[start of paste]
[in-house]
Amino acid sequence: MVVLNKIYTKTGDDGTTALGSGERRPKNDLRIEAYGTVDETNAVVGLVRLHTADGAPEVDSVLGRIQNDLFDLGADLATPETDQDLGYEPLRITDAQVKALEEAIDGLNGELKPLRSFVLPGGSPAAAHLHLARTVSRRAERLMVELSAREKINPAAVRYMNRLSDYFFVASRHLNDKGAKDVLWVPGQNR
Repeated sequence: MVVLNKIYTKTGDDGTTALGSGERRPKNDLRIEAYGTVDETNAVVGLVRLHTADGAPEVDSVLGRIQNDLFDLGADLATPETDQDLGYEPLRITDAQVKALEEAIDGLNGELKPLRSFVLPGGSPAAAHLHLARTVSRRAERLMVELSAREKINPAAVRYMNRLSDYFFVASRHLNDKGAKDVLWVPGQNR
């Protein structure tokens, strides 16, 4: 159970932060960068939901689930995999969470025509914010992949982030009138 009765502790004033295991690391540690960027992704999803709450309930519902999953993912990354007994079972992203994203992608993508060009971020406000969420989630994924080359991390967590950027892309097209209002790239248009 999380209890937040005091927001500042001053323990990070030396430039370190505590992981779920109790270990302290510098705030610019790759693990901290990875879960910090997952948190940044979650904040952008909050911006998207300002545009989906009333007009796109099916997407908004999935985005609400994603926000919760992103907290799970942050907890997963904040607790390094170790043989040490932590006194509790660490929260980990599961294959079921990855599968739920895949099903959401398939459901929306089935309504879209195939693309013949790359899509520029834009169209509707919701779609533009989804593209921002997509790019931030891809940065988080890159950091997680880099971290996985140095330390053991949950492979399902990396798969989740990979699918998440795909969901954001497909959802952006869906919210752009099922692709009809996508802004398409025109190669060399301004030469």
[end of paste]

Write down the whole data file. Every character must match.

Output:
[in-house]
Amino acid sequence: MVVLNKIYTKTGDDGTTALGSGERRPKNDLRIEAYGTVDETNAVVGLVRLHTADGAPEVDSVLGRIQNDLFDLGADLATPETDQDLGYEPLRITDAQVKALEEAIDGLNGELKPLRSFVLPGGSPAAAHLHLARTVSRRAERLMVELSAREKINPAAVRYMNRLSDYFFVASRHLNDKGAKDVLWVPGQNR
Repeated sequence: MVVLNKIYTKTGDDGTTALGSGERRPKNDLRIEAYGTVDETNAVVGLVRLHTADGAPEVDSVLGRIQNDLFDLGADLATPETDQDLGYEPLRITDAQVKALEEAIDGLNGELKPLRSFVLPGGSPAAAHLHLARTVSRRAERLMVELSAREKINPAAVRYMNRLSDYFFVASRHLNDKGAKDVLWVPGQNR
């Protein structure tokens, strides 16, 4: 159970932060960068939901689930995999969470025509914010992949982030009138 009765502790004033295991690391540690960027992704999803709450309930519902999953993912990354007994079972992203994203992608993508060009971020406000969420989630994924080359991390967590950027892309097209209002790239248009 999380209890937040005091927001500042001053323990990070030396430039370190505590992981779920109790270990302290510098705030610019790759693990901290990875879960910090997952948190940044979650904040952008909050911006998207300002545009989906009333007009796109099916997407908004999935985005609400994603926000919760992103907290799970942050907890997963904040607790390094170790043989040490932590006194509790660490929260980990599961294959079921990855599968739920895949099903959401398939459901929306089935309504879209195939693309013949790359899509520029834009169209509707919701779609533009989804593209921002997509790019931030891809940065988080890159950091997680880099971290996985140095330390053991949950492979399902990396798969989740990979699918998440795909969901954001497909959802952006869906919210752009099922692709009809996508802004398409025109190669060399301004030469």